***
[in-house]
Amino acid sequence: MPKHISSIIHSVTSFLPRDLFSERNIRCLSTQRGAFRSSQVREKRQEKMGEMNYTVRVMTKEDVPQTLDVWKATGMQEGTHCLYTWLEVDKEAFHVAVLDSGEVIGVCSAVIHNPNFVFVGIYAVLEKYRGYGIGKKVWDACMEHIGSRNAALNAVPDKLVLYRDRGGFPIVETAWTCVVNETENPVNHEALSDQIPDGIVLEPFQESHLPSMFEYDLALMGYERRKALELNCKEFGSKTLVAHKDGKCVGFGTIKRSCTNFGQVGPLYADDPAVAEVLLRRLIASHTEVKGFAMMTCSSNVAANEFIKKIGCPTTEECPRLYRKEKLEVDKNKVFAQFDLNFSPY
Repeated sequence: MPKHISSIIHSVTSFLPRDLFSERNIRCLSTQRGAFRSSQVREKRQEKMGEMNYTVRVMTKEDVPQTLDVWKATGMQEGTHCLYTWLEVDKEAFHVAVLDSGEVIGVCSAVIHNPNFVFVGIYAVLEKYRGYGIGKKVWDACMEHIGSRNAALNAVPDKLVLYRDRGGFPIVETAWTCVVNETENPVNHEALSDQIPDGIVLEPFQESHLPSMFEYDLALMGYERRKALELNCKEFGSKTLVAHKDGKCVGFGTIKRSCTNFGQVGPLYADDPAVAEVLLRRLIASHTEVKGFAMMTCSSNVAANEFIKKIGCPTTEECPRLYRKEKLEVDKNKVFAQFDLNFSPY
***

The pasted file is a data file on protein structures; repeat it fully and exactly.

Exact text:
[in-house]
Amino acid sequence: MPKHISSIIHSVTSFLPRDLFSERNIRCLSTQRGAFRSSQVREKRQEKMGEMNYTVRVMTKEDVPQTLDVWKATGMQEGTHCLYTWLEVDKEAFHVAVLDSGEVIGVCSAVIHNPNFVFVGIYAVLEKYRGYGIGKKVWDACMEHIGSRNAALNAVPDKLVLYRDRGGFPIVETAWTCVVNETENPVNHEALSDQIPDGIVLEPFQESHLPSMFEYDLALMGYERRKALELNCKEFGSKTLVAHKDGKCVGFGTIKRSCTNFGQVGPLYADDPAVAEVLLRRLIASHTEVKGFAMMTCSSNVAANEFIKKIGCPTTEECPRLYRKEKLEVDKNKVFAQFDLNFSPY
Repeated sequence: MPKHISSIIHSVTSFLPRDLFSERNIRCLSTQRGAFRSSQVREKRQEKMGEMNYTVRVMTKEDVPQTLDVWKATGMQEGTHCLYTWLEVDKEAFHVAVLDSGEVIGVCSAVIHNPNFVFVGIYAVLEKYRGYGIGKKVWDACMEHIGSRNAALNAVPDKLVLYRDRGGFPIVETAWTCVVNETENPVNHEALSDQIPDGIVLEPFQESHLPSMFEYDLALMGYERRKALELNCKEFGSKTLVAHKDGKCVGFGTIKRSCTNFGQVGPLYADDPAVAEVLLRRLIASHTEVKGFAMMTCSSNVAANEFIKKIGCPTTEECPRLYRKEKLEVDKNKVFAQFDLNFSPY